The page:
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ARN010
10-28-2008, 04:12 PM
http://www.pubmedcentral.nih.gov/articlerender.fcgi?tool=pubmed&pubmedid=18826571

Karen Ocker
10-29-2008, 09:13 PM
Fifty year follow up of 117 patients with untreated AIS----

This is a very small study-117

Scoliosis was actually killing me at age 59 with 30/80/40 deg curves by increasing shortness of breath--which is very scary.

Pooka1
10-30-2008, 06:06 AM
I don't know how these articles questioning the need for surgery get published. Maybe these journals aren't peer-reviewed?

rtremb
10-31-2008, 01:28 AM
ARN010

Thank you for the link to the article.

Ruth

Susie*Bee
10-31-2008, 05:24 AM
Thanks, ARN010, for sharing the article. I thought it was interesting.

Writer
11-05-2008, 01:07 PM
I think the article is not only very interesting, it is a landmark publication. It acknowledges publicly, in a broad-based surgery journal, the legitimacy of non-surgical treatment for scoliosis and the hitherto suppressed controversy about choice between surgery and alternatives.

If it stimulates more such debates and more research on surgery and the alternatives, so much the better. All the information and data pro and con for each side needs to come out in the open so that medical practitioners and their patients can make informed choices based on all available evidence.

Patient Safety in Surgery is *of course* a peer-reviewed journal. Anyone can verify this by a quick look at the masthead. There are almost 50 names on it, 34 of them on the editorial board.

http://www.pssjournal.com/edboard/

The function of an editorial board is to critique submissions and ensure that they meet the standards of the journal.

Karen Ocker
11-05-2008, 08:27 PM
How most of us would prefer alternatives to painful surgery but the facts are that many of us had such severe, malignant -in my case- curves that absolutely no alternatives have been shown to permanently arrest or stop them. We are not against alternatives it's just that, if you really search the forum archives, you will hear many members who have tried,various alternatives, at great expense, without success . We try to learn from other member experiences.
When I was a teen I was told the curves would not progress after skeletal maturity. Yet, even my fused, no hardware, spine weakened(no osteoporosis) to the point where it progressed by age 59. I lost lung tissue and respiratory capacity--this is very scary. Though Harrington rods came later, some had problems with
a lack of lordotic curve causing wear and tear on the lumbar joints. Also, Harrington rods have an upper and lower hook. So the spine can still curve and collapse in between. Alternatives will not stop that. PT can minimize some symptoms.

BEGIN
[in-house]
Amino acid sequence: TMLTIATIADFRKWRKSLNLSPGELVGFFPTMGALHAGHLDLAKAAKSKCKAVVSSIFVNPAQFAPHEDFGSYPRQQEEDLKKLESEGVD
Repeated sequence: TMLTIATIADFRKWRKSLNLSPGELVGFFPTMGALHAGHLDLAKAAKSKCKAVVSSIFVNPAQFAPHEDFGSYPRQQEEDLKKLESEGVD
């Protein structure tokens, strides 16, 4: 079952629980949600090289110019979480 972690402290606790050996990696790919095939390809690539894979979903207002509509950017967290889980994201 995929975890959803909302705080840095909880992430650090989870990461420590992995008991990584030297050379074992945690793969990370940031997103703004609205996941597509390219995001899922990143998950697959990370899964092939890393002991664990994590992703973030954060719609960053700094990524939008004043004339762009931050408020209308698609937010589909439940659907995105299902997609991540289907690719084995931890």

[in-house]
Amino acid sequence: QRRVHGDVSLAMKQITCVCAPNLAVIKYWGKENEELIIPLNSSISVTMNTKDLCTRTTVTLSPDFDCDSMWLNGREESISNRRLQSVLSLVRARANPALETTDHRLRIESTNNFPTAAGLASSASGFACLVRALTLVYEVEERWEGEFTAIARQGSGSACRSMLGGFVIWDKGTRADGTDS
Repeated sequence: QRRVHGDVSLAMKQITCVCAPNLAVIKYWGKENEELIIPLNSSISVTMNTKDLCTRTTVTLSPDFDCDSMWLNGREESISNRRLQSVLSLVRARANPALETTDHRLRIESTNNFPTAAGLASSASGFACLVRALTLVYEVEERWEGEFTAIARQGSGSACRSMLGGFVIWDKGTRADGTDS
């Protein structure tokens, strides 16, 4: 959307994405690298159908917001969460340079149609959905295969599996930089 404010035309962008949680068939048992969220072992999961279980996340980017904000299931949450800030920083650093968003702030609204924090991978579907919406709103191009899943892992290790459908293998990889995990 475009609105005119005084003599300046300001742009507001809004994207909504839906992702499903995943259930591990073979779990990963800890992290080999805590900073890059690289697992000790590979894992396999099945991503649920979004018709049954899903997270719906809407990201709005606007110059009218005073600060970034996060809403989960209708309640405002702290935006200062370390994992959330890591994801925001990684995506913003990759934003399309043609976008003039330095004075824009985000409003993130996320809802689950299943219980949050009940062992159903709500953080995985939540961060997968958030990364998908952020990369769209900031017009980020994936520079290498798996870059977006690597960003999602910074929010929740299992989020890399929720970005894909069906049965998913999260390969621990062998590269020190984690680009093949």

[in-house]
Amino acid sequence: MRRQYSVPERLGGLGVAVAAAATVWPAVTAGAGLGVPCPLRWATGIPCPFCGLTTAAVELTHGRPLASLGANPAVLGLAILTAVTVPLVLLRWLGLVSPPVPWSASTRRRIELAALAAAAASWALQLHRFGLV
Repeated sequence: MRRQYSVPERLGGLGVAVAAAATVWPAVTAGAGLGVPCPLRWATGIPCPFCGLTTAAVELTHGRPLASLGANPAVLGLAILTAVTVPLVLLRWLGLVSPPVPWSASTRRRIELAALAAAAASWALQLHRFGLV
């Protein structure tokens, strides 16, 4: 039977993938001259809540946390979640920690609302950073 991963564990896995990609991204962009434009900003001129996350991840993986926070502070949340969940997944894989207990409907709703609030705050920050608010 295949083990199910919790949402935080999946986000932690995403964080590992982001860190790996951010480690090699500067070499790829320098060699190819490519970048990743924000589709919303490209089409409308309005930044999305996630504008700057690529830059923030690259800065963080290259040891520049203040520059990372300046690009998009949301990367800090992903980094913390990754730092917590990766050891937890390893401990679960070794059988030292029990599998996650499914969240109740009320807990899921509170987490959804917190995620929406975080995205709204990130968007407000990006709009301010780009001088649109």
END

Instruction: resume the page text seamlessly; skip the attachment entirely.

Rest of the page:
We are constantly looking for better ways to help ourselves. Persons without scoliosis do not experience this urgency. Periodically, a newer member will find publications which are outdated-though interesting but not really state-of-the art. Even presently practicing GPs have this old knowledge. One told me the "scoliosis surgery is not done over the age of 19". Sadly, when we point this out it is taken as a criticism.
Yes, exercises and bracing can help some curves-small ones-but a search of the forum archives will show many members who have used these alternatives faithfully and more--and still end up with serious curves requiring surgery.

Lastly, I was called to anesthetize a 72 year old patient with untreated scoliosis for a colonoscopy. She was literally dying from it(scoliosis) because her lungs were so compressed that she had a tracheotomy and needed a ventilator.
It made me grateful that I had a revision at age 60.

ARN010
11-05-2008, 10:13 PM
I definitely agree, so far, I am thrilled with the result for my sweet daughter (now with a zero curve from a 49 degree curve). I am hopeful that we have headed off a lot of the potential side effects of a progressing curve (including the self esteem "hit" she could take given that she was developing a noticeable hump at age 10 and, of course, pulmonary and/or cardiac problems, and the onset of pain). Anyhow, I liked the summary of pro and con in that article it seemed to give a quick review of the main arguments I had been hearing folks talk about. I received multiple claims on this forum and in the real world some of which were outrageous including, "what a bad mom I was to consider surgery for my child" and that "with proper yoga, PT, growing rods, etc. I would have a better outcome". Anyhow, I feel I made the right choice and I consulted more than one international authority on the subject which gave me confidence. I also liked the fact that the Harrington rods are tried, tested for many decades despite newer approaches/technologies that have yet to be proven. I guess time will tell but there was no time, with her progressing 3.2 degrees per month at the onset of her peak growth velocity, to hesitate in the decision-making. She's doing great today and I am so grateful. Take care!

CHRIS WBS
11-12-2008, 10:52 AM
Thanks for sharing the article. The bottom line is that every surgical procedure carries risks whether it is spinal fusion, knee replacement or heart by-pass; and as such there will be pro and contra studies reported. As an older adult who recently had corrective surgery for untreated AIS, my only regret is that I was not treated sooner. My surgeon even commented that he wished he could have treated me when I was younger. I am already benefiting from this surgery and have decided to live in the present and not worry about what may happen years from now.

Chris